The Scottish environmental scientist Dr. Robert Angus Smith (1817-1884) studied air and water pollution, coining the term “acid rain” in 1852. After working at the chemical laboratory at the Royal Manchester Institution, Smith was named the first Alkali Inspectorate by the Alkali Act of 1863. He went on to publish numerous texts on the control of urban pollution, most notably Air and Rain. The Beginnings of a Chemical Climatology (London: Longmans, Green, and co., 1872). Recap 85083.863
In 1876, an Act of Parliament was passed to attempt to control London’s water pollution. Smith was appointed the inspector to uphold the new laws. His methods for determining the number of microbes in water led to significant development in environmental science and law.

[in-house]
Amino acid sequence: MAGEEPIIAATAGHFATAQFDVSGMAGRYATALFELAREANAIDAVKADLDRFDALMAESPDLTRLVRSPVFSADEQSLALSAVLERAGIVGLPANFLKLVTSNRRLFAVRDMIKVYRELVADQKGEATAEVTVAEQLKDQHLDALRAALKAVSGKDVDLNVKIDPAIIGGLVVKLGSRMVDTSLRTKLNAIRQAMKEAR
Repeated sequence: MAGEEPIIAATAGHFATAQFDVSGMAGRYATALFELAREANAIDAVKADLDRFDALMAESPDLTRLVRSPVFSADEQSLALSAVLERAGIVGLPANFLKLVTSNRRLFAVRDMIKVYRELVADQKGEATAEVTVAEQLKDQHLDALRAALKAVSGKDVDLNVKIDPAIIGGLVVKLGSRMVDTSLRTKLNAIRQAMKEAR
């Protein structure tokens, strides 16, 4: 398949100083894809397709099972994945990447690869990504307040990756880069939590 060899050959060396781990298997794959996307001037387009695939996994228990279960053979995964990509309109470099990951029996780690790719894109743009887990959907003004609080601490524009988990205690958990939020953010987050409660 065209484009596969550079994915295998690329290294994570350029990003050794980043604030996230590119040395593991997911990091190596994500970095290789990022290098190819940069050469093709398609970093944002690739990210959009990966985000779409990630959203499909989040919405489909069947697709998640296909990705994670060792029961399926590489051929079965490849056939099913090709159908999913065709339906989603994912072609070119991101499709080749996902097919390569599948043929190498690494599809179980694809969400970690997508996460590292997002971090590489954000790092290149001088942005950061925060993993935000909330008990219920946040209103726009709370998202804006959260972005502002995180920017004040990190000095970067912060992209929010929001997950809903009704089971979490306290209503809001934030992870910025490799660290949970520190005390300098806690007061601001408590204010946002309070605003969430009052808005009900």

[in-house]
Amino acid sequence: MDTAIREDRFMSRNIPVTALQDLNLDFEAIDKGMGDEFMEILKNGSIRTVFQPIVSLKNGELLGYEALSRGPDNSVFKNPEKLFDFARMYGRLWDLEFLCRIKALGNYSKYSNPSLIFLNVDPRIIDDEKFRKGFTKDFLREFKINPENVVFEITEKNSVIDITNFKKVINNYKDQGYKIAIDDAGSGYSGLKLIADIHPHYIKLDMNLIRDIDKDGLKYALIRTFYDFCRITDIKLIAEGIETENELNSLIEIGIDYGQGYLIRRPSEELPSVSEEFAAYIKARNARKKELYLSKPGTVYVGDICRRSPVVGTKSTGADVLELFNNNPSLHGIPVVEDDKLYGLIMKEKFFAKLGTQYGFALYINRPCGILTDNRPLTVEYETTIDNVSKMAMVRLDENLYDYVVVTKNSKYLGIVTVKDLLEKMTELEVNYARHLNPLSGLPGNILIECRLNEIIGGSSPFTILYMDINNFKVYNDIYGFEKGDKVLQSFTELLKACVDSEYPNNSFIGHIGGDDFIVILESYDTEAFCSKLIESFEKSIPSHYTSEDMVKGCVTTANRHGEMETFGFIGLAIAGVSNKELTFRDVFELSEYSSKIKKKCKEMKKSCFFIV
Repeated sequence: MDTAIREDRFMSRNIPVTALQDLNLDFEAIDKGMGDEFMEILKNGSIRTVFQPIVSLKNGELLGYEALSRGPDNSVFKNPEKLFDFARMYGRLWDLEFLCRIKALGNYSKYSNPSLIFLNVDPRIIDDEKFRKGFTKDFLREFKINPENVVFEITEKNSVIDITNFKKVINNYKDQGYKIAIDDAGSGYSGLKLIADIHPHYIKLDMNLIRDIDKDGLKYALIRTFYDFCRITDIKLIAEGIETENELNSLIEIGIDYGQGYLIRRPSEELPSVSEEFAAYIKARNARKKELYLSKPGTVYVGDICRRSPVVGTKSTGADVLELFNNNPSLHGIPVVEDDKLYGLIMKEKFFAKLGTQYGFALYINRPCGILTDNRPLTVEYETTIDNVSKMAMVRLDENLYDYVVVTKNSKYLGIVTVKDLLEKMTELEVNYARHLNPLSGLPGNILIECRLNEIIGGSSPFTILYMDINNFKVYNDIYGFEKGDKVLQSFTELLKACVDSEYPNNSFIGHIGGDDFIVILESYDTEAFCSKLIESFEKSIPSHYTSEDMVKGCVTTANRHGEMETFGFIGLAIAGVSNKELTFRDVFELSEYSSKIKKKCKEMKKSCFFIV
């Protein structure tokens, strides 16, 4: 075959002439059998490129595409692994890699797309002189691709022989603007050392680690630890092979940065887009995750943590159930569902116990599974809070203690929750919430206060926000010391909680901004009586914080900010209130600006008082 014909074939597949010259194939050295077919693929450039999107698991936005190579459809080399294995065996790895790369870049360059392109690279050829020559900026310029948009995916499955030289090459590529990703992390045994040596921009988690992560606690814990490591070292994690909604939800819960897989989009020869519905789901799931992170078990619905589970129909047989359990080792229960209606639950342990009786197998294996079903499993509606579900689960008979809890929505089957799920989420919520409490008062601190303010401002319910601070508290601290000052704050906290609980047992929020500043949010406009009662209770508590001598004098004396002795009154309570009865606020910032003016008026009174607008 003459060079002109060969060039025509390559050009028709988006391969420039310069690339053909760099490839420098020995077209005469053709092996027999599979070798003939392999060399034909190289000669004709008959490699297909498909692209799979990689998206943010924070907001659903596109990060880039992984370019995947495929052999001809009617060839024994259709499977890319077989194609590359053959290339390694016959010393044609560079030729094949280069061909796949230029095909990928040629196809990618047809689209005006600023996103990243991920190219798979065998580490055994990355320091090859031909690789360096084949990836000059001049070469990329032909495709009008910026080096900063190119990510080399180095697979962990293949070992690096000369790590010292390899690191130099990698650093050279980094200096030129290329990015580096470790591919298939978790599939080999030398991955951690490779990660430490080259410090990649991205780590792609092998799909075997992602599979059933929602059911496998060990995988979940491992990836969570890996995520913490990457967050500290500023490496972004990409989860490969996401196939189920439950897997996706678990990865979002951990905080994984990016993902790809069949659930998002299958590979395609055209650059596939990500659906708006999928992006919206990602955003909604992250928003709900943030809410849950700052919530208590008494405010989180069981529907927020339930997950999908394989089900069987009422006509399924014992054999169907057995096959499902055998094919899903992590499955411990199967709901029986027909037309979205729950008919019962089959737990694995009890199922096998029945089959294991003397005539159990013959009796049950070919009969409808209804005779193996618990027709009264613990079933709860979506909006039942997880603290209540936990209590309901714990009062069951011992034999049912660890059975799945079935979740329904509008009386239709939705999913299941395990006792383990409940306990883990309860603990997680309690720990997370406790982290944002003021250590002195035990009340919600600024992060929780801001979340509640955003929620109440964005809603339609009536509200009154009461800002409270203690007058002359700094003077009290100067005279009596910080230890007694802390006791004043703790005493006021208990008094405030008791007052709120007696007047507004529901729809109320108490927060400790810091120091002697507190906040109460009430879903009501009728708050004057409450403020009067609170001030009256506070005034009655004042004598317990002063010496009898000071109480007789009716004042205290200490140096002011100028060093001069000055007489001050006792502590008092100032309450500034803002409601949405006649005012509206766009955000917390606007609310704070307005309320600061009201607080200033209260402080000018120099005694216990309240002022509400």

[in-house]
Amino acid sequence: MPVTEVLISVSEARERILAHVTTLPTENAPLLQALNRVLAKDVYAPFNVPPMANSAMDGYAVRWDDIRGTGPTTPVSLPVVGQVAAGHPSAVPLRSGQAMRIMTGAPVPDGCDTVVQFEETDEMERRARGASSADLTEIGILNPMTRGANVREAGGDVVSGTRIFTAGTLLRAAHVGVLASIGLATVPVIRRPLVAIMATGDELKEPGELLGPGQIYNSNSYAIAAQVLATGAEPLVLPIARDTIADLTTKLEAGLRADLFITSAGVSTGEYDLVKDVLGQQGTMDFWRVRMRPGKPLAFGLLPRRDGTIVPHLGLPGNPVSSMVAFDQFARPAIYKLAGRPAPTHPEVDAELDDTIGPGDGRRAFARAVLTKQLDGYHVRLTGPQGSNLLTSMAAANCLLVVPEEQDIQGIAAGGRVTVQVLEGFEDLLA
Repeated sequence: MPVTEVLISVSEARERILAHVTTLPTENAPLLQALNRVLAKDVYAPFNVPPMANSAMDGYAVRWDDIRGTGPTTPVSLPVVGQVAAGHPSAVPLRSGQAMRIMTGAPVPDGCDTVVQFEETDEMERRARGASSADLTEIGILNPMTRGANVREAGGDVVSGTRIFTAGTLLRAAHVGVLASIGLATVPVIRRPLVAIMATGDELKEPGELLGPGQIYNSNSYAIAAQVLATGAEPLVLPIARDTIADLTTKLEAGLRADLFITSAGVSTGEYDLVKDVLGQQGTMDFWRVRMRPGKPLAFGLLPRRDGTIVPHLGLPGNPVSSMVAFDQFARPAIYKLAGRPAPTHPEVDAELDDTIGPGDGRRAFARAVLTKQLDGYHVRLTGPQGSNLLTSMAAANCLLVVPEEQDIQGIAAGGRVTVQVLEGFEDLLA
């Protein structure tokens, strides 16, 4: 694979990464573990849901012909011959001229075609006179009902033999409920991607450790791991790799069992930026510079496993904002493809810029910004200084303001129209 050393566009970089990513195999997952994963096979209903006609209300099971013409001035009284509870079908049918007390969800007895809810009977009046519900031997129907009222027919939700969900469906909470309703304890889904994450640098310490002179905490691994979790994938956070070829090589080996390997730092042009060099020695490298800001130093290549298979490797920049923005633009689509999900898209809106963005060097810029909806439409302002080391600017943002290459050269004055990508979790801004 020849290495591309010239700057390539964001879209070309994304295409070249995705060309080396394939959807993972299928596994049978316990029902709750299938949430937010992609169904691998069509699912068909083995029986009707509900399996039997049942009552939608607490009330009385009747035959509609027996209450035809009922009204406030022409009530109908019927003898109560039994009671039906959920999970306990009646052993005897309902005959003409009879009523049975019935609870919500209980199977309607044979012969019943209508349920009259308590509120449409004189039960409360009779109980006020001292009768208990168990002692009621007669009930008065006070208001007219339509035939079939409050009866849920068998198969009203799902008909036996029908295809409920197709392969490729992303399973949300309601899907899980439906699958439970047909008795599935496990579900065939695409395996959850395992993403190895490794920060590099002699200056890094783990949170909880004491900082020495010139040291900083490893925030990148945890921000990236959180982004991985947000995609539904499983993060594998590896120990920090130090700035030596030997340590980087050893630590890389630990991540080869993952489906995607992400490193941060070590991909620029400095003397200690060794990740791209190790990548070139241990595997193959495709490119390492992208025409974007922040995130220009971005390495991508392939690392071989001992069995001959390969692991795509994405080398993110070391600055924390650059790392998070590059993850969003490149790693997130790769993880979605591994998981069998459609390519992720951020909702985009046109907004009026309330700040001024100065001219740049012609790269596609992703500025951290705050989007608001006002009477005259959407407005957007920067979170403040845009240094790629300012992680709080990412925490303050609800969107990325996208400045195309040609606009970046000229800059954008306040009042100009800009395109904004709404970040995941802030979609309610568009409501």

Seven mounted woodburytypes of Smith’s experiments were used to illustrate the 1884 second edition of Smith’s report to the government board. The prints were made by Vincent Robert Alfred Brooks (1814-1885) a lithographer who purchased the patent for Woodbury’s photo-relief process in 1879 and specialize in this method of book illustration through the turn-of-the-century.